I can say that Gravity gives us little time to breathe, to rest, primarily for two reasons.  The first is that Cuaron never keeps the camera still.  There is constant motion throughout Gravity, where we feel that sense of floatation, of being untethered from anything.  The second is that there is no real release of tension to this crisis until the very end of the film, where after this frightening ordeal we are allowed a chance to breathe easy, finding that the situation has been resolved.  The story keeps us in the here and now, never allowing us to never get away from the crisis.  The tension throughout Gravity is what keeps us riveted to the story.

Again, while the story itself is highly intelligent and memorable, I can't say the same about the dialogue, particularly Clooney's, where his character appeared to be too much of a joker.  This seemed rather out of place since I would imagine that everyone on the Explorer would be more professional.  Minor detail, but one that did trouble me.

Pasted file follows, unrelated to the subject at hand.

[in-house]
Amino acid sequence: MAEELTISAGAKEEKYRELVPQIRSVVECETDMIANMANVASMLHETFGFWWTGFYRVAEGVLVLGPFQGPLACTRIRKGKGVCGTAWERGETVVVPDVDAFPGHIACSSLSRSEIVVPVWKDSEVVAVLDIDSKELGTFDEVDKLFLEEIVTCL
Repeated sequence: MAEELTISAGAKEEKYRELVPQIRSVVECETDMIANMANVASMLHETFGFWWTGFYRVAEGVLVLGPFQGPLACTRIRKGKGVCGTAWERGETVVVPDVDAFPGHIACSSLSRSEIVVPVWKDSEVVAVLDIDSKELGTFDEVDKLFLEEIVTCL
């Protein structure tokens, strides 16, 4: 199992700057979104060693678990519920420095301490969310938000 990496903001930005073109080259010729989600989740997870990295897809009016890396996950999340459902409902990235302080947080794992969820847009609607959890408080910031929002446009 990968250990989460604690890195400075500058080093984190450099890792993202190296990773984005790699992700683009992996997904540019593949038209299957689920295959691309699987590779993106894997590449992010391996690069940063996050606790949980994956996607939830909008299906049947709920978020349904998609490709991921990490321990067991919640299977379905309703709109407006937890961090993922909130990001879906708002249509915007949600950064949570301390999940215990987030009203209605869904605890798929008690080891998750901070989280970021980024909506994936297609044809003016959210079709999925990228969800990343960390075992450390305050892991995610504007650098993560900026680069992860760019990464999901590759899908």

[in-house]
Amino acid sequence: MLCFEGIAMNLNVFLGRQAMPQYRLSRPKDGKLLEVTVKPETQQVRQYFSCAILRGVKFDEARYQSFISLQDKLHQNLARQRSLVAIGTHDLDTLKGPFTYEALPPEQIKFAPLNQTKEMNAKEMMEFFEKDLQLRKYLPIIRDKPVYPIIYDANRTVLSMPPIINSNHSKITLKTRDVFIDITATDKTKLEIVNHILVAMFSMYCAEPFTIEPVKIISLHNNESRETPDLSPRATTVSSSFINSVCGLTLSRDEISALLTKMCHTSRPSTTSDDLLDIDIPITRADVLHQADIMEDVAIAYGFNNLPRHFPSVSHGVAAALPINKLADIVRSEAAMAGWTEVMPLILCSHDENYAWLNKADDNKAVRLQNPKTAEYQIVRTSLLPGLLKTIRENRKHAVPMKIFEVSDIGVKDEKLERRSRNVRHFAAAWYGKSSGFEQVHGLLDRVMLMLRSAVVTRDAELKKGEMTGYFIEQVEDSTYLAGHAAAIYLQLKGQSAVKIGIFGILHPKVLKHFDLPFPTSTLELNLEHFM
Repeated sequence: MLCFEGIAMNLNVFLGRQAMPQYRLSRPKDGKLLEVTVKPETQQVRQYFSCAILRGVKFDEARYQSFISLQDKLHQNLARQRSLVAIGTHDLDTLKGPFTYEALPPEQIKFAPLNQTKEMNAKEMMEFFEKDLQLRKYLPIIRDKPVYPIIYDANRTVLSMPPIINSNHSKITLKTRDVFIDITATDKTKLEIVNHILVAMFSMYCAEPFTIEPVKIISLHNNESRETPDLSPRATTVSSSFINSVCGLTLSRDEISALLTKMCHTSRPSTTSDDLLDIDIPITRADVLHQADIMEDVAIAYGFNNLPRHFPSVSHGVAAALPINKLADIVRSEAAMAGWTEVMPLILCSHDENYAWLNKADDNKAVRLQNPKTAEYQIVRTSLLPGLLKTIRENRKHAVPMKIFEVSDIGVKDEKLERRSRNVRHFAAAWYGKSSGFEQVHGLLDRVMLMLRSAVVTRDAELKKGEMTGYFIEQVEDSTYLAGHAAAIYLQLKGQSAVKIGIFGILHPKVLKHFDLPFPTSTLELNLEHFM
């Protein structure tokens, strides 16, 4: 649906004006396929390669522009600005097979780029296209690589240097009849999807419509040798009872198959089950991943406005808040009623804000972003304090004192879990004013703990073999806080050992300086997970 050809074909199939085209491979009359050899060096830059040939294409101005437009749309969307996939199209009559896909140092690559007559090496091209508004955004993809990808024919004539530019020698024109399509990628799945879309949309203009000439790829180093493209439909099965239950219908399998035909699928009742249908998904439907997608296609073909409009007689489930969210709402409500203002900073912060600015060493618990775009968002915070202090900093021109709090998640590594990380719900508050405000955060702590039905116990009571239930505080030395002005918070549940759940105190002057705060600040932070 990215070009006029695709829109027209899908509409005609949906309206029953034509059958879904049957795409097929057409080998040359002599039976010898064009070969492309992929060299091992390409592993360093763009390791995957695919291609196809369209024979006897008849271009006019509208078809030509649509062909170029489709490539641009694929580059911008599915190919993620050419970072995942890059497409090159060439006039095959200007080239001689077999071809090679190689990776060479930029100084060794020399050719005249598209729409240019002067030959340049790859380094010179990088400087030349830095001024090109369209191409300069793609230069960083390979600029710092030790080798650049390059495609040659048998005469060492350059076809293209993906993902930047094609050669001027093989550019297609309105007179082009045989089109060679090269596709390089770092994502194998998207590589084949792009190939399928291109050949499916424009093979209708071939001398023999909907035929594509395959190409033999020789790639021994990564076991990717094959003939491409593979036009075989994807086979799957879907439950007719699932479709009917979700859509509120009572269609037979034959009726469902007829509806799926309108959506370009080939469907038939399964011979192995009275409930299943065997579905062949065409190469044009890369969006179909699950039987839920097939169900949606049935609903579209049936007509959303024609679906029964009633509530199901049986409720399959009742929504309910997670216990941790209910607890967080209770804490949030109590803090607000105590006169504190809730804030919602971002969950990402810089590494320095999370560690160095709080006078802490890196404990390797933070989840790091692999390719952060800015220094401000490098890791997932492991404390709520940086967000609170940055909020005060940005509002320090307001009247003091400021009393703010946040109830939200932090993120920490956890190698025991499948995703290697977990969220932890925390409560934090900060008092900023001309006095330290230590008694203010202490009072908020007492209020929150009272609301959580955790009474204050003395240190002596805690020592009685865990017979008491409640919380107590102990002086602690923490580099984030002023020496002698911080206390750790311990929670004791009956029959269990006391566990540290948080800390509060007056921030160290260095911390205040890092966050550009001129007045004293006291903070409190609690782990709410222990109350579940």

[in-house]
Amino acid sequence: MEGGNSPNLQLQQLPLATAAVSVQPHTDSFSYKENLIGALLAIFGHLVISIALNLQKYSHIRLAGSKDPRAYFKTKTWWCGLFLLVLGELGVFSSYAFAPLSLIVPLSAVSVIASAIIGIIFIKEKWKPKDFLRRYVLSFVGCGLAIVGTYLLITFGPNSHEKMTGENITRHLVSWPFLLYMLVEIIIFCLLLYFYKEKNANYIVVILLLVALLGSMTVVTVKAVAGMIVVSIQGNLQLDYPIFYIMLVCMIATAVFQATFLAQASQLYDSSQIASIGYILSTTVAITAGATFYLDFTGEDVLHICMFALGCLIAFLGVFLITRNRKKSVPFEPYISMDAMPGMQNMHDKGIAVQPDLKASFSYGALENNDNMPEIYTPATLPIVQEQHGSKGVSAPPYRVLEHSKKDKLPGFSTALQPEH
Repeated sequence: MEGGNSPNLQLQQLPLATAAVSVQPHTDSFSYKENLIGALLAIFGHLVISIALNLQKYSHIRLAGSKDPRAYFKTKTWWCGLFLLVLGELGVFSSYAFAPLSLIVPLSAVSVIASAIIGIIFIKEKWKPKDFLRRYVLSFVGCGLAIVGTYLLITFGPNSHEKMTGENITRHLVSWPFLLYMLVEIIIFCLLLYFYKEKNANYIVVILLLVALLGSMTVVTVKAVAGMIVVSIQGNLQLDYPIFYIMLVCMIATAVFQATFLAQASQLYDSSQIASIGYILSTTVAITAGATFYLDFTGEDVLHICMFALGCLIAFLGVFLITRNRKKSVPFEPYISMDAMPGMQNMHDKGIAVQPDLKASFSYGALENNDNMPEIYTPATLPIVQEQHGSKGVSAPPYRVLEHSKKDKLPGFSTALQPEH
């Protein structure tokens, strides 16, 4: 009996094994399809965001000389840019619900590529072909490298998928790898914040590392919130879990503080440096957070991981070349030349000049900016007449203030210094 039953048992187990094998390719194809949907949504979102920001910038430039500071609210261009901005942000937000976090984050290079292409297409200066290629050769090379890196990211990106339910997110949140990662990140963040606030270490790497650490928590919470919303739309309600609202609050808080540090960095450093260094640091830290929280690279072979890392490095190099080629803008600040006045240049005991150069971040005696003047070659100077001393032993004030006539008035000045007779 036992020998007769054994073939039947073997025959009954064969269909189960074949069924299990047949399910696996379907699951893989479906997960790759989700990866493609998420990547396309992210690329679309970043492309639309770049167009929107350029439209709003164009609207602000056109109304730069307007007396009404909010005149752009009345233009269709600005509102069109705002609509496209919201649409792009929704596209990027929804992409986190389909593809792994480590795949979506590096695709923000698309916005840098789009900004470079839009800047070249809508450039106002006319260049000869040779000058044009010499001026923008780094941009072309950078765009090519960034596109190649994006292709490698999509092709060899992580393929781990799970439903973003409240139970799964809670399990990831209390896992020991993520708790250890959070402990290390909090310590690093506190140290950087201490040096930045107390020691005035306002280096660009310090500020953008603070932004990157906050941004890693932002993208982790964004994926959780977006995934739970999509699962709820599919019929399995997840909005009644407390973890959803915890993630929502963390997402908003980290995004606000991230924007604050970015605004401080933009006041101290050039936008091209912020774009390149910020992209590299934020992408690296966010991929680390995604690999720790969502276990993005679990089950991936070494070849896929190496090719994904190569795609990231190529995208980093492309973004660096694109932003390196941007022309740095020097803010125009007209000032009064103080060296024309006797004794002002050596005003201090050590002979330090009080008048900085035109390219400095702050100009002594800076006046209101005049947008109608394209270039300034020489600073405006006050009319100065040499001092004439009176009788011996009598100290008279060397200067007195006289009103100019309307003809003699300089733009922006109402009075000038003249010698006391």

I digress to say that the perpetual motion in Gravity did make me a trifle seasick (and I imagine the 3-D did not help matters).  However, the film is so beautifully filmed via Emmanuel Lubezki cinematography (to where I can say they might as well give Lubezki the Best Cinematography Oscar now and skip the ceremony altogether) that seeing the images from space, especially in that 3-D, is literally breathtaking.  That is no exaggeration: there were times when I felt I could not breathe as the characters were going through space, fighting for their lives.

The performances, especially Bullock, are some of the best in their respective careers.  For most of Gravity, it is Bullock's Dr. Stone who has to carry the film, and her evolution from rookie astronaut to terrified woman to ultimate victor over space itself also holds us in total rapture.  Bullock plays Stone as a real person, one who has fear but who also has a determination to live.

Clooney's role was smaller, and he played what he excels at: the cocky guy with a quick quip and clever story.  It was good but nothing amazing.